Thank you, Mr. Chair.
Good morning, and thank you for the opportunity to speak to you today.
On behalf of the Congress of Aboriginal Peoples, l am pleased to appear before you today to discuss our perspectives on the draft Bill C-44 under study by the members of this committee.
There are three areas that the congress wishes to address today relative to the implications of the draft Bill C-44. These include our comment on the Indian Act as an impediment to effective human rights protection in first nations communities; our views around band councils and on governance in general in first nations communities; and the need for education and outreach to increase awareness, allay concern, and engender understanding of the value of the provisions of the Canadian Human Rights Act.
Since 1982, Canada's Constitution and its Charter of Rights and Freedoms, which is the highest law of the land, has specifically recognized three groups of aboriginal peoples: Indians, Inuit, and Métis. However, some 25 years after the repatriation of our Constitution, the gap between theoretical equality and government practice in respect of the recognition and protection of aboriginal rights afforded by its provisions is a matter of daily issue for the constituents of the Congress of Aboriginal Peoples. Their concerns and aspirations continue to be dismissed by all levels of government. Time and time again they continue to have to contend with exclusion and ignorance.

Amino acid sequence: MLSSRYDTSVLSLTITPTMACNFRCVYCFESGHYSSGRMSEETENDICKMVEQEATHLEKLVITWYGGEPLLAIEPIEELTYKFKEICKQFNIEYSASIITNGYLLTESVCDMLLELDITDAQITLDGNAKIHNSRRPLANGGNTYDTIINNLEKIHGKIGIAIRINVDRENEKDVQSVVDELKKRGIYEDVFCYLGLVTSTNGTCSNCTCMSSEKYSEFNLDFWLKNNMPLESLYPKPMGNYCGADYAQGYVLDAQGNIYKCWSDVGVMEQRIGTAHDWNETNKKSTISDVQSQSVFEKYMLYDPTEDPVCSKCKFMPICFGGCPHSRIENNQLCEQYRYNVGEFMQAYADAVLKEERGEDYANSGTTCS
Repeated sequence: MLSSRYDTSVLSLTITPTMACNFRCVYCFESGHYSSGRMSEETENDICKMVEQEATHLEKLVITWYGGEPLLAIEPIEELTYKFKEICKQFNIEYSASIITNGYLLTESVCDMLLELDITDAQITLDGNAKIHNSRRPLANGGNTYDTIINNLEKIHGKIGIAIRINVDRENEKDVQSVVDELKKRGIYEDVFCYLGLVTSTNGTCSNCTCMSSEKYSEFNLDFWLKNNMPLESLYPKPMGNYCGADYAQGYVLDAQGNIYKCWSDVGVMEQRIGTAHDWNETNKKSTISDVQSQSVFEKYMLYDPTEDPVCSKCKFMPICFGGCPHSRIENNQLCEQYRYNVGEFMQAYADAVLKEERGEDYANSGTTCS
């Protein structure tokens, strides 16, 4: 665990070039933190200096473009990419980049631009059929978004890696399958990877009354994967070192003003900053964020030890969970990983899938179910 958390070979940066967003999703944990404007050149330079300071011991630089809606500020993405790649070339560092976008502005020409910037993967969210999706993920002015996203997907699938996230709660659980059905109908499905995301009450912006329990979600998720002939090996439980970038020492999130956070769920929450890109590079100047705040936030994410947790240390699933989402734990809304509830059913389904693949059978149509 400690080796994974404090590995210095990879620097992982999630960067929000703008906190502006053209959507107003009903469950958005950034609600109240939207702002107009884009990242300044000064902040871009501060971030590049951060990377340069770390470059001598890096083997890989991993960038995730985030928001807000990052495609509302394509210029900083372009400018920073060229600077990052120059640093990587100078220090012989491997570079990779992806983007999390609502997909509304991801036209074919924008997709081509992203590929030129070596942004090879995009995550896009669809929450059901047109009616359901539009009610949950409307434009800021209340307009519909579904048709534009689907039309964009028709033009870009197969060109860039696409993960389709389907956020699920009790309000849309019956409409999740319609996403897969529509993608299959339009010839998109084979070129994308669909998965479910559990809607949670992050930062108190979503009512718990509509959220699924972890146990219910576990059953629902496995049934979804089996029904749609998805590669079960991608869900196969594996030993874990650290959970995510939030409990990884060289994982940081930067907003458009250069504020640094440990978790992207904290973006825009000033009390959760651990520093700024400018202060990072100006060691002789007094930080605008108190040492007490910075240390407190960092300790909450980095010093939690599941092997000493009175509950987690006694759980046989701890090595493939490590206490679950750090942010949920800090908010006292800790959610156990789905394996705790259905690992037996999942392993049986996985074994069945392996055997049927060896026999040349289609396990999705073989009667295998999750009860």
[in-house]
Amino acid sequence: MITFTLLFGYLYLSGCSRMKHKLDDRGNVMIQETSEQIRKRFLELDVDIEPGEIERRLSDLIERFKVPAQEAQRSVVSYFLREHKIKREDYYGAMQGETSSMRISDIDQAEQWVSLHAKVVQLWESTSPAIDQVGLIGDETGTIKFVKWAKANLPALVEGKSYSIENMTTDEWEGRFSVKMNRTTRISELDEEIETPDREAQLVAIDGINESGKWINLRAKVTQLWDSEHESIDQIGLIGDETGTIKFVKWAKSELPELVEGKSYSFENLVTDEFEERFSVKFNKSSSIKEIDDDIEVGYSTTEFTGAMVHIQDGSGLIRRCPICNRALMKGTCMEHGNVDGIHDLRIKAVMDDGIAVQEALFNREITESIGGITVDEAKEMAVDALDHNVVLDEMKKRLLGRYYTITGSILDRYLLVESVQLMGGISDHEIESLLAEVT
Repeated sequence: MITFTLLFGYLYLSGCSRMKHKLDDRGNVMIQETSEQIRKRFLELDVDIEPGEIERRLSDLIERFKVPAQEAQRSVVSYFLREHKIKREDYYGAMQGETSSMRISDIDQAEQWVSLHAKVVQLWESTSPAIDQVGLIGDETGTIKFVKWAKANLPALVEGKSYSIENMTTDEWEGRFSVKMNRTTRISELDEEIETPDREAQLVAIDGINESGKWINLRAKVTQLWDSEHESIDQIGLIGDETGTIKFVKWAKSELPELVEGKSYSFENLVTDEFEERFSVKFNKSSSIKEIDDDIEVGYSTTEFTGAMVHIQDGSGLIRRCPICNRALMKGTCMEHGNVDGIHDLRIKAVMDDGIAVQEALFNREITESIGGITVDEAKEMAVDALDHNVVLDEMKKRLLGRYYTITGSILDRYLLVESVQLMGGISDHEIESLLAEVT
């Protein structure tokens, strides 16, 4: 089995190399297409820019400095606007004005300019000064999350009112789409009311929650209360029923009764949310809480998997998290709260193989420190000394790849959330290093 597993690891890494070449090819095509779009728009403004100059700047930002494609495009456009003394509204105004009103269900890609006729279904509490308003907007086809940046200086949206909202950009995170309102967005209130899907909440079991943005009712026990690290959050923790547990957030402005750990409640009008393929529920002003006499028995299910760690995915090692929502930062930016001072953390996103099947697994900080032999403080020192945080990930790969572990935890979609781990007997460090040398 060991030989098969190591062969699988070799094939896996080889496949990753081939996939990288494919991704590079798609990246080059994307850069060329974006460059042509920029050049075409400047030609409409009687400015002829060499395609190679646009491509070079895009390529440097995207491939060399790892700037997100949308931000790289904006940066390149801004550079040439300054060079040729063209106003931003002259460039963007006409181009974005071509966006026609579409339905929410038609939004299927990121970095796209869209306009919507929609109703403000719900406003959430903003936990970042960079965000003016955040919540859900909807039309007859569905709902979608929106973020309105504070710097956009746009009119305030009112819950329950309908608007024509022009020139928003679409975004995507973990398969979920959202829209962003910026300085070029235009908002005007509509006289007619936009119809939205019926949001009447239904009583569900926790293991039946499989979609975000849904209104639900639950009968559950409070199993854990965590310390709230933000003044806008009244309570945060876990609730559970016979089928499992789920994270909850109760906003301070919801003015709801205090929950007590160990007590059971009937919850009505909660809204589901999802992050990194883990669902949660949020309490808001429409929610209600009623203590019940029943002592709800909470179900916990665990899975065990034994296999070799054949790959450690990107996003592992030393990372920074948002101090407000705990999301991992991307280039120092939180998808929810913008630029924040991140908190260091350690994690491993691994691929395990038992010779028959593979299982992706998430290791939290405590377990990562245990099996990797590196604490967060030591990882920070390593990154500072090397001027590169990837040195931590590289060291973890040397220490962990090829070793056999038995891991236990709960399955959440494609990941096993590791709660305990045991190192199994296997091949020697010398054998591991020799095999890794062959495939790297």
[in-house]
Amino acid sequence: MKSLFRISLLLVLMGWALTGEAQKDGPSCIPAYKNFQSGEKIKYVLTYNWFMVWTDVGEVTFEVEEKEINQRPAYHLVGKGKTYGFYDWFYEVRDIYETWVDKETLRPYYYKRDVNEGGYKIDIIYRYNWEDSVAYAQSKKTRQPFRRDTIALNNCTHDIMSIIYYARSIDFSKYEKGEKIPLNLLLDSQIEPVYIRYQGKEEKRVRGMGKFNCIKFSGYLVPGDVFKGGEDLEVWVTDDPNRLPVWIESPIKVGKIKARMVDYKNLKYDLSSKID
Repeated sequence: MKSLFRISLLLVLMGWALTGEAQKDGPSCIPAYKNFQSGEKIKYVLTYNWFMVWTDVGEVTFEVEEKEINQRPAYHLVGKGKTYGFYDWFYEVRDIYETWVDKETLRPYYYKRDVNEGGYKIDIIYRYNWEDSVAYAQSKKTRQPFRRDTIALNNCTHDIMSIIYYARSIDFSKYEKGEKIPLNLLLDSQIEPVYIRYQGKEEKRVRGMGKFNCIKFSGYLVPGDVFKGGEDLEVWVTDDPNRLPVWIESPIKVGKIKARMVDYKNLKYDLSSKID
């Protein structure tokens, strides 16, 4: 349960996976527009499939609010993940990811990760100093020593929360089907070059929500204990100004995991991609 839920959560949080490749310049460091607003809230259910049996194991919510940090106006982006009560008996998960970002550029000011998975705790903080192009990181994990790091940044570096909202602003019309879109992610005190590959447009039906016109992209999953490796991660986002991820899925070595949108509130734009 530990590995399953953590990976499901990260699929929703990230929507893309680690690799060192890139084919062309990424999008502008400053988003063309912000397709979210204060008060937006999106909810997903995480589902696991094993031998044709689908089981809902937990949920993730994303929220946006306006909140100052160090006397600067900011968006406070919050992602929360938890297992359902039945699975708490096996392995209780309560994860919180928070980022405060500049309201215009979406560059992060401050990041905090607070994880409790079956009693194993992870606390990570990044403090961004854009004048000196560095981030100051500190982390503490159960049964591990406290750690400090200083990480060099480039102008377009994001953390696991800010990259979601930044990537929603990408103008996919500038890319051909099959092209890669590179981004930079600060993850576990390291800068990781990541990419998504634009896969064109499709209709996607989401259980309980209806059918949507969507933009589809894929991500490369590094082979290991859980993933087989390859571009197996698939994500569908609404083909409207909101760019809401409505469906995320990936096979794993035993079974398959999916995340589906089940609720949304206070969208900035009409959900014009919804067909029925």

l have said many times that the Indian Act should be, and in fact must be, replaced. This archaic legislation represents an artificial and foreign imposition of “Indian-ness” on aboriginal peoples. l reassert this call once again to the committee members present here today.
The Indian Act has resulted in the deconstruction of traditional, historical aboriginal nations. Under its prescriptive provisions, these historical communities were reassembled into Indian reserves, many of which have been home to social and economic hardship for aboriginal peoples for more than a century.
In addition to the establishment of the reserve system, the Indian Act, under section 6, prescribes who is entitled to registration as a status Indian. From that designation flows specific entitlements to programs and services. These include things like funding for post-secondary education, for non-insured health benefits, as well as access to housing and some income tax exemptions. Beyond the written words of the Indian Act and the bureaucratic system that sustains and enforces its colonial provisions are aboriginal peoples and their families.
Right now in Canada there exist many aboriginal families in which individuals within the same family do not share the same access to programs and services based solely on their entitlement, or lack thereof, to Indian Act registration. Reasonable people do not have to spend a lot of time pondering the implications of, for example, the fact that while one parent or sibling can access prescription medications, dental care, or eyeglasses, the other parent or child cannot.